Rishi Sunak had pulled so many proverbial rabbits from his Chancellor’s hat in the days leading up to last week’s Budget, that I started to wonder if there were any left to emerge on Budget day.
However, as I expected, one or two sneaked through, though as I commented last week, the devil would be in the details which basically meant the Chancellor’s famous Red Book and explanatory documents released by HMRC, would reveal further minor revelations.
But first, a brief summary of last week’s main budget changes:
Business Tax: The hotly anticipated business rates review published today was less root-and-branch reform than a collection of tweaks and concessions; the main one being a 50% business rates relief for retail, hospitality and leisure properties for 2022-23 up to a cap of £110,000 per business.
On R&D, in future R&D tax credits will only be available for work carried out in the UK, but the Chancellor is now allowing data and cloud computing costs.
Personal Tax: The deadline to submit a Capital Gains Tax return, and pay any CGT due, on a disposal of UK homes has been extended, with immediate effect, from 30 to 60 days. Also, National Insurance thresholds are rising in line with inflation.
The really big changes have already been announced; the most significant being the rises in Corporation Tax from April 2023 and the new health and social care levy for both the employed and self-employed of 1.25% from April 2022, with Dividend tax rates also rising by the same amount.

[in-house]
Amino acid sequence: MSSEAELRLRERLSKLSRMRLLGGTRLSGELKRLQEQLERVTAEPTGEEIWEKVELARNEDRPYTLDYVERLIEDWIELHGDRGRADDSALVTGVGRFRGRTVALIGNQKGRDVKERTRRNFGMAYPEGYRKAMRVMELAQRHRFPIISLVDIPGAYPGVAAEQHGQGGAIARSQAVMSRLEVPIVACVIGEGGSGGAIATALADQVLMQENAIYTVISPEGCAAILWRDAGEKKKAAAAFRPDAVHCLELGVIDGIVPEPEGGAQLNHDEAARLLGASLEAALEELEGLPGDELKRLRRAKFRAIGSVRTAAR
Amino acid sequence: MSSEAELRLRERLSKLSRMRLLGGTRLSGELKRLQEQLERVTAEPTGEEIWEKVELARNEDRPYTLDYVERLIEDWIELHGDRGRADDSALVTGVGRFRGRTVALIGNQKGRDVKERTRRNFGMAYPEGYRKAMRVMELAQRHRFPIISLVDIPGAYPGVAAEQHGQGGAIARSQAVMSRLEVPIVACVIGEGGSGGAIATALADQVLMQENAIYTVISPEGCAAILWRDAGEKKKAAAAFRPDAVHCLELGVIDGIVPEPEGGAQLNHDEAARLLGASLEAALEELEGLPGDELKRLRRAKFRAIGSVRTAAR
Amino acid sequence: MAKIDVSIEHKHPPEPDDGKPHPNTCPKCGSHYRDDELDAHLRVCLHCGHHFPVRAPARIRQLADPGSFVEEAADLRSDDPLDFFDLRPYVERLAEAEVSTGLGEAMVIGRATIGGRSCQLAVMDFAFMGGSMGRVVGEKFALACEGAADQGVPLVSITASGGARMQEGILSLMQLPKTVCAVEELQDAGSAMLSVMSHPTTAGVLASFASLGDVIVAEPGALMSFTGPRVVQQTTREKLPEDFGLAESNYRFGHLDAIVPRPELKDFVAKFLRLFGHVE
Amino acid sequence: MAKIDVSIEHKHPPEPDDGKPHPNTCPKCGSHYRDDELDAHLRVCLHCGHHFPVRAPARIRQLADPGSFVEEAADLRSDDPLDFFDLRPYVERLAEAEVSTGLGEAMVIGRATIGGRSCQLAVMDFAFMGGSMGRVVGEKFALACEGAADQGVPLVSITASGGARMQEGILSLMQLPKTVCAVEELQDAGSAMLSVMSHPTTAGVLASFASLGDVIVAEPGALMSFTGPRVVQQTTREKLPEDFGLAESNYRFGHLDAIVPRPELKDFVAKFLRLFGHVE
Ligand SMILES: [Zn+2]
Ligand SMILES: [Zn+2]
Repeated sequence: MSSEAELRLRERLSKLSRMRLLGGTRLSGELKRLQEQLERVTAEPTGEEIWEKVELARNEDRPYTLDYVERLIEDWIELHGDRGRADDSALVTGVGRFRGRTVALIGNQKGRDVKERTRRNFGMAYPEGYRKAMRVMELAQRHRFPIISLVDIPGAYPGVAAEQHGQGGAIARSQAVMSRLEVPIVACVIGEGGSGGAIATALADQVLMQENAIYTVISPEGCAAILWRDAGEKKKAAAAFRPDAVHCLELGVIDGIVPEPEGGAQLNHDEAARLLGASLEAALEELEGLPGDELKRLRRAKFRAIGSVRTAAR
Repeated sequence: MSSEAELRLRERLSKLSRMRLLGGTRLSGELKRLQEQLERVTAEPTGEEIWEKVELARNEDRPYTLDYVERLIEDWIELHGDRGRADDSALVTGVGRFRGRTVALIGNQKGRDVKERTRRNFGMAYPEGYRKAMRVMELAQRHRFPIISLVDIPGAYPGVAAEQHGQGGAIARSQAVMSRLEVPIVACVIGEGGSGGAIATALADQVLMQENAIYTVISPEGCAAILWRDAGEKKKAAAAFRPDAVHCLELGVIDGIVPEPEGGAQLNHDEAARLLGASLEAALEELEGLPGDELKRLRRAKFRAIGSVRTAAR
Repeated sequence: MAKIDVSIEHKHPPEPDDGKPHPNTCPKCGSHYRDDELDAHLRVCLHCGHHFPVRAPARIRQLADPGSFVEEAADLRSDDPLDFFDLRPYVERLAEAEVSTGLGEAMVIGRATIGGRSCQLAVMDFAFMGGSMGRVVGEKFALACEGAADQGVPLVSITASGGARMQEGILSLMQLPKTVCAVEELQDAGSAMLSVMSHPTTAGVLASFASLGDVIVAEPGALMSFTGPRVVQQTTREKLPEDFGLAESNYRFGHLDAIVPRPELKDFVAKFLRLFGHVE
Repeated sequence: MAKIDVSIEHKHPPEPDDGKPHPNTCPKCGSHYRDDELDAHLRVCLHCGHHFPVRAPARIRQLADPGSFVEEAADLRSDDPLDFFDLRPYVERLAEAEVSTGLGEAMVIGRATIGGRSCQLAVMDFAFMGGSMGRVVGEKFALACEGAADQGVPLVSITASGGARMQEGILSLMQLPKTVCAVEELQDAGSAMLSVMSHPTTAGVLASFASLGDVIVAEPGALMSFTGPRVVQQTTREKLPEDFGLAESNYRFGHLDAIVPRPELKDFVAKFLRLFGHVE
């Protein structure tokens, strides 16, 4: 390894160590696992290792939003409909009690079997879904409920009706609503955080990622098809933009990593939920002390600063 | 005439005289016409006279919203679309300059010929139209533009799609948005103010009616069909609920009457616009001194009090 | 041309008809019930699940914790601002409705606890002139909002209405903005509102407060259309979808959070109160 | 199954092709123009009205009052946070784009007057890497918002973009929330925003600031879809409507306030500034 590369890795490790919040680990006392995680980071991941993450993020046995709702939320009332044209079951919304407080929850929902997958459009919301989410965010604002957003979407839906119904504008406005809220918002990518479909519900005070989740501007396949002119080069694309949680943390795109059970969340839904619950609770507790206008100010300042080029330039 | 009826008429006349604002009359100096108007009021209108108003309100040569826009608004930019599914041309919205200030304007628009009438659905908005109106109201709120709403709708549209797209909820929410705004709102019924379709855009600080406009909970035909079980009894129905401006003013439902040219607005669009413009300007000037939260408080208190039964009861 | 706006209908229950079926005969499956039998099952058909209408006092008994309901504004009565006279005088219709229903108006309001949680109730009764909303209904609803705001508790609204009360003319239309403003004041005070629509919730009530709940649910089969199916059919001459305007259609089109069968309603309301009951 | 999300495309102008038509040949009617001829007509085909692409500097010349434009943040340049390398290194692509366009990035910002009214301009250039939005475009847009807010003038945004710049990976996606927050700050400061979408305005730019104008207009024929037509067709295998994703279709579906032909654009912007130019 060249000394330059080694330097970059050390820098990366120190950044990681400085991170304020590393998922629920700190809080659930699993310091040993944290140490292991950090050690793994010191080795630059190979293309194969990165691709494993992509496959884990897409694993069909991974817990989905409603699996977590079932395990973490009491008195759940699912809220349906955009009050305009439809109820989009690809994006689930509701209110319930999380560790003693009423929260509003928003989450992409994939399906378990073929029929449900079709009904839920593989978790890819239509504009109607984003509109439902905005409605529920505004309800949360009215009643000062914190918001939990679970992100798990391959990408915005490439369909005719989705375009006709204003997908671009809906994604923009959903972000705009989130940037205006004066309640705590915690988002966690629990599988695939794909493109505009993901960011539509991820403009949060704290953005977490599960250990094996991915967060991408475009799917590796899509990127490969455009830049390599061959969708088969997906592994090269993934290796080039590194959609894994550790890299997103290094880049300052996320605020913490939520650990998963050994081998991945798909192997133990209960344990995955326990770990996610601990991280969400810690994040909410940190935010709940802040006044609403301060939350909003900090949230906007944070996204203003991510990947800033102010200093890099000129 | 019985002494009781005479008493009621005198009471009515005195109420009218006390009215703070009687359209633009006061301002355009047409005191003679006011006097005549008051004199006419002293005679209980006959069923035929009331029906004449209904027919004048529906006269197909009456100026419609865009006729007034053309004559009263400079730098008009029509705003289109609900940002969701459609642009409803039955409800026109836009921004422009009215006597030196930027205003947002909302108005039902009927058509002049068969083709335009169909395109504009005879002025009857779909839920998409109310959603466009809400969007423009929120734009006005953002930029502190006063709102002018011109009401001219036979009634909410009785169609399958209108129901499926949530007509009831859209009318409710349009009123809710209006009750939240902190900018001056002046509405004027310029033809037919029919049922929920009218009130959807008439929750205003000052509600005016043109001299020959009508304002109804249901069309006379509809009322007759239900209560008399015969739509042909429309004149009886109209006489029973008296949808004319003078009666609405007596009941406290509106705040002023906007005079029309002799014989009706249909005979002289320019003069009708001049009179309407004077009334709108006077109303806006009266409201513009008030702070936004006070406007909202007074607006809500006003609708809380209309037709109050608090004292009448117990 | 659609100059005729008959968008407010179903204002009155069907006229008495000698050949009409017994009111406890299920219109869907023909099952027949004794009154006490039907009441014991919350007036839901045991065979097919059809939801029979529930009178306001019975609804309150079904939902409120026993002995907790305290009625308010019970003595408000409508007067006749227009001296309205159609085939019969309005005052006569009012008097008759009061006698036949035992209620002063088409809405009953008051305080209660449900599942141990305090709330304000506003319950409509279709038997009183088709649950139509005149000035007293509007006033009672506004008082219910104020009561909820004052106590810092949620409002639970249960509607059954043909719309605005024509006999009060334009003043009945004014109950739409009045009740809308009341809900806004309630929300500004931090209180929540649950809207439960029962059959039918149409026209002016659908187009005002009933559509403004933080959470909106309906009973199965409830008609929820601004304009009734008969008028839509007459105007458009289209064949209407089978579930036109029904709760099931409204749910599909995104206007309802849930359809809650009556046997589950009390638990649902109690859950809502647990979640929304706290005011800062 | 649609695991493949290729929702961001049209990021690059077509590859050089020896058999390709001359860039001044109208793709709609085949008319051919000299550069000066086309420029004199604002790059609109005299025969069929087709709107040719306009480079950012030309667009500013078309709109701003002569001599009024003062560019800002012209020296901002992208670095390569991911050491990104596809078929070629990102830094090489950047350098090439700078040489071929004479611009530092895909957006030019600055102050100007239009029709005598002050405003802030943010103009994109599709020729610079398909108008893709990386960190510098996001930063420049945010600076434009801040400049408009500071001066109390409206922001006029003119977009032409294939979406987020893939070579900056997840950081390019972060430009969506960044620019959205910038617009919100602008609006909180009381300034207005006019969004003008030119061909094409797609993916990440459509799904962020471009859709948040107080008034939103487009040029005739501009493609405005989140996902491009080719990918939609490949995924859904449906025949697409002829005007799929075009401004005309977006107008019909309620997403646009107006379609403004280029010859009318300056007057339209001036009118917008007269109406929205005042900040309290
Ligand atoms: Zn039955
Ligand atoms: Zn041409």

Budget Digest: Downgrading of the economic outlook
The Chancellor had an incredibly difficult economic canvas on which to paint, not only because of the worldwide supply chain issues and energy costs but especially due to the Covid-19 pandemic borrowings, which have risen to unprecedented levels.
The Treasury is set to hit £2.5trillion borrowings by 2026 (though that is £250bn lower than had been predicted in the March Budget). While the government will continue to borrow in each of the next five years, borrowing as a percentage of GDP is forecast to fall each year.
Budget Digest: Tweaks to business tax
A root and branch reform of the business rates system is well overdue, and whilst some targeted reliefs were announced in the speech, there was not any indication of when the reform process would start. That being said, the continuation of many of the current ‘temporary’ measures such as the current £1m annual investment allowance is very welcome.
The extension of R&D relief to include data and cloud computing costs was also good news and I will be interested to see HMRC’s plans for tackling abuse of the R&D tax regime, to be announced in the Spring.
Finally, the planned changes to the business tax basis periods, which take effect from April 2024, are a bit like the proverbial curate’s egg. It’s good that they will do away with the double taxation of early year profits and the need for overlap relief, but bad for those businesses whose year end is between 31 October and 28 February, they will have to use estimates and submit amended returns.
Budget Digest: More rabbits hiding in the long grass
Other rabbits lurking in the undergrowth include a change applying both prospectively and retrospectively to the law on discovery assessments, aimed specifically at failure to declare High Income Child Benefit Charge, Gift Aid and certain pension liabilities.
While there was nothing new on Making Tax Digital, more funding was announced for the Single Customer Record/Single Customer Account, which will be vital components in improving taxpayer interaction and also additional funding to modernise HMRC’s IT systems and increase their resilience.
So, for all the rabbits that escaped in the week before the Budget, several still knew their place and waited patiently for Budget Day. Not a bumper Budget for tax announcements, but I for one am not complaining about that.